Today’s Kindle deals include a few titles that may be of interest.
Westminster Books has Short Studies on Biblical Theology series on sale.
(Yesterday on the blog: Does Church Membership Really Matter? )
David Chen writes a harrowing account of his grandmother’s escape from Nanjing: “On December 13, 1937, my grandmother, a woman of barely 22 years named Wein-Shiu Liu Chou, heard the steady barrage of artillery from Imperial Japanese troops as they began their final assault on Nanjing, her hometown in China. The sound of shells exploding just outside the city walls must have made clear to those still in the city that the end was near. My grandmother would live a long life of 98 years, raise two daughters, see five grandchildren grow up, run small businesses in Taiwan and the United States, and sing in a choral group in Los Angeles, California, in her golden years. But on that cold December morning, such a future seemed impossible.”
CT reports: “Andy Savage, the pastor who disclosed his decades-old assault on a teen in his former youth group to an applauding congregation, stepped down from his position at a Memphis megachurch on Tuesday.”
The Toronto Star is hardly a conservative paper, so I was both surprised and delighted to see this mother’s celebration of her girl with Down Syndrome (timed to coincide with Down Sydrome Day).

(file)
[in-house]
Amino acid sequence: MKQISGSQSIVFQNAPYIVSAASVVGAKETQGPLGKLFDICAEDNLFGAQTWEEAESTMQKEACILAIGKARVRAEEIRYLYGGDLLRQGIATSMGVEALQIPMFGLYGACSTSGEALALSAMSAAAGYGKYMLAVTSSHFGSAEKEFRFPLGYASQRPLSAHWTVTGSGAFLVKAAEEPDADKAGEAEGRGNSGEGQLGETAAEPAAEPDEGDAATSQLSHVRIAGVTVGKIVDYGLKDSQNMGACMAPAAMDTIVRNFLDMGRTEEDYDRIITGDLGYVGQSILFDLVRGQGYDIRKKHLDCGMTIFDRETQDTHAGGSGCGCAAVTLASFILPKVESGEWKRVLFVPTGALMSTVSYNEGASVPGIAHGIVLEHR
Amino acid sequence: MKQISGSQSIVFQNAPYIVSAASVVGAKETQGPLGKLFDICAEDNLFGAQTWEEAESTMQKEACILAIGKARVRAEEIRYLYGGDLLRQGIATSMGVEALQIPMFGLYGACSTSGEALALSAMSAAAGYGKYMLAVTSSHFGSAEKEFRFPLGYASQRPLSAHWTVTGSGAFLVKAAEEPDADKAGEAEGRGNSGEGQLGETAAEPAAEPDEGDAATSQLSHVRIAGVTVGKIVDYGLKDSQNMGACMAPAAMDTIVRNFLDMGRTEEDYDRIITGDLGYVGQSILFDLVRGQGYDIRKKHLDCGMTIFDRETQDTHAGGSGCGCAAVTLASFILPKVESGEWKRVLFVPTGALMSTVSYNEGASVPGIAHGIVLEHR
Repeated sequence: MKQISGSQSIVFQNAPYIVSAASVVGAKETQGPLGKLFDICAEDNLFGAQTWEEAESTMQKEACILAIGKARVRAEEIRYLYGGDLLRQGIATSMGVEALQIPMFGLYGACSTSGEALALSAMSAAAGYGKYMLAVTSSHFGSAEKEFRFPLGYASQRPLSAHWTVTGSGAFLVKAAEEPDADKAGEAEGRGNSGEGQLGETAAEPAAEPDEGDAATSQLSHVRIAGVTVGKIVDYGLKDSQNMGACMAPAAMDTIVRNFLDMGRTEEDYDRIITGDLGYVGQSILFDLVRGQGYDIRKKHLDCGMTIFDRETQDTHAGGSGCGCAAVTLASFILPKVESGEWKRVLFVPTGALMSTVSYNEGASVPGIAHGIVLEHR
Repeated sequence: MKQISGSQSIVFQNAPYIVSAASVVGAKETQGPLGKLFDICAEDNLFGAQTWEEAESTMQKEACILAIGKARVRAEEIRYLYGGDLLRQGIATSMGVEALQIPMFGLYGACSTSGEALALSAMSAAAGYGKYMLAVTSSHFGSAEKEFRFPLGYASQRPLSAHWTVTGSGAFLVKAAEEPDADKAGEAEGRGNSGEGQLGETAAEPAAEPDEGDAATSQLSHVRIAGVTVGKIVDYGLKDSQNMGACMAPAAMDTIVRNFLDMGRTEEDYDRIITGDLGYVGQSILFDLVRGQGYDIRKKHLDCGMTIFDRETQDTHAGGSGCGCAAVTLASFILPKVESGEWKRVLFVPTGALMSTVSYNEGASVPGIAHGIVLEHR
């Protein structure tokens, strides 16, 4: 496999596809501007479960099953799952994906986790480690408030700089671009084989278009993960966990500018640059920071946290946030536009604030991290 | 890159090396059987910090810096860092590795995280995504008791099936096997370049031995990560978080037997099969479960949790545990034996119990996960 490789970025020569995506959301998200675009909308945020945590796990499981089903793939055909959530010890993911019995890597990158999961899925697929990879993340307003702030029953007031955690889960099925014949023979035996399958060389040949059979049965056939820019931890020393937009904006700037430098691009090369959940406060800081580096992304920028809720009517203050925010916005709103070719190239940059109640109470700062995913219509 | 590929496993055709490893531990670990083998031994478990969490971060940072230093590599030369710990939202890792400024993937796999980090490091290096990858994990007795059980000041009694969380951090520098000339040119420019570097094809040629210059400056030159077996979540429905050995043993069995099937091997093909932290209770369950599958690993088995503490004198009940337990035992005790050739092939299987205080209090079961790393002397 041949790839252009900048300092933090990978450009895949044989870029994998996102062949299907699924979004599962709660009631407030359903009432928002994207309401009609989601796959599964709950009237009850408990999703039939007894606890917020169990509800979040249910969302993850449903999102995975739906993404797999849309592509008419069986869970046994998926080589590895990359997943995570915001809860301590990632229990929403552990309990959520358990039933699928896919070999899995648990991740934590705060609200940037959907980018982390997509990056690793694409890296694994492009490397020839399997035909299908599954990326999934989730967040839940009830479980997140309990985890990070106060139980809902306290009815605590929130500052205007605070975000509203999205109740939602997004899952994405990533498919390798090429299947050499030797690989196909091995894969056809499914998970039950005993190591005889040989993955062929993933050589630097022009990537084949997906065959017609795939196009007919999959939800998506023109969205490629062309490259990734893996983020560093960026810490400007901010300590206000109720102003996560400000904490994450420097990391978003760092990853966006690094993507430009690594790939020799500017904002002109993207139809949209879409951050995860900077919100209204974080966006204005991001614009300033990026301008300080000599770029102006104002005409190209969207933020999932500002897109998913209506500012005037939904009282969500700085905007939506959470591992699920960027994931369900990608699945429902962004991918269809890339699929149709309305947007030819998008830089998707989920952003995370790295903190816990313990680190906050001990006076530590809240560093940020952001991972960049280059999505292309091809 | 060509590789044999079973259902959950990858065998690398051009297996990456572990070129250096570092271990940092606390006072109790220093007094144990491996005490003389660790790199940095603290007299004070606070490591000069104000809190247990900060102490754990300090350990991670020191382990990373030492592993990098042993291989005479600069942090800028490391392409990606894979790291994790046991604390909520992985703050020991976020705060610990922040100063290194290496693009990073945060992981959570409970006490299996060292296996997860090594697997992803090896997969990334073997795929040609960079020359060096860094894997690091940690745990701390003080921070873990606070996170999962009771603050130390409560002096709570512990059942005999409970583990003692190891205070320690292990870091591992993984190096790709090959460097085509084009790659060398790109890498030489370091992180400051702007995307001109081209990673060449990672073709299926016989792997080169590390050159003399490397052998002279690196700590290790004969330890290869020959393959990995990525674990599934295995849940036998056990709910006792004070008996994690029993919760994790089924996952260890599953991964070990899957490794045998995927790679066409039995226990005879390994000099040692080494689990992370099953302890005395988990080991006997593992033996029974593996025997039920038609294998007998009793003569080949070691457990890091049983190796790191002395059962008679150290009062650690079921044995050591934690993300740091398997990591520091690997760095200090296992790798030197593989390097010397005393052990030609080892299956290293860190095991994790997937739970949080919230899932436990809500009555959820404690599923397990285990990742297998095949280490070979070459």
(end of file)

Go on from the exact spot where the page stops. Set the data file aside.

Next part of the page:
Andrew T. Walker discusses a case that was before the Supreme Court yesterday: “Can the state compel an organization to proclaim a message that is the very antithesis of its mission? On March 20, the Supreme Court will hear oral arguments in a case that poses this question. National Institute of Family and Life Advocates v. Becerra challenges a California law that requires pro-life pregnancy centers to provide information to women about how and where to obtain a free or low-cost abortion.”
This is a pretty good job of introducing Doug Ford, who may just rise to power here in Ontario (where he’d be the rough equivalent of Governor). I’ve heard it said his task is to prove that he is neither Donald Trump nor Rob Ford. If he does that, he should win quite handily.
Kevin DeYoung clarifies a couple of key theological terms.
“We are living in a day that is consumed with the desire to see signs and wonders of God. Miracle hunters fill stadiums in search of signs and wonders that would amaze them or heal them or satisfy their curiosity about the existence of God. There is no lack of self proclaimed prophets who are willing to perform such signs and wonders for the seekers. Like a WWE Wrestling event—it’s filled with drama and action, but it’s really a hollow shell—it’s something other than the real thing.”
I’m sure you’ve heard a lot about Facebook’s most recent scandal. This article (which is by Slate, so you can guess their political slant) does a pretty good job of explaining how it is and isn’t a big deal. “In short, the outrage now directed at Facebook feels disproportionate to the company’s culpability in this specific episode. But that doesn’t mean people are wrong to be outraged. For Facebook, the larger scandal here is not what shadowy misdeeds it allowed Cambridge Analytica to do. It’s what Facebook allowed anyone to do, in plain sight—and, more broadly, it’s the data-fueled online business model that Facebook helped to pioneer.”
We acknowledge that both we and our technologies exist in this sin-stained world, so we should examine them with discernment and consider all we stand to gain or lose.
Satan doesn’t whisper, “Believe in me.” He whispers, “Believe in yourself.” —Matt Smethurst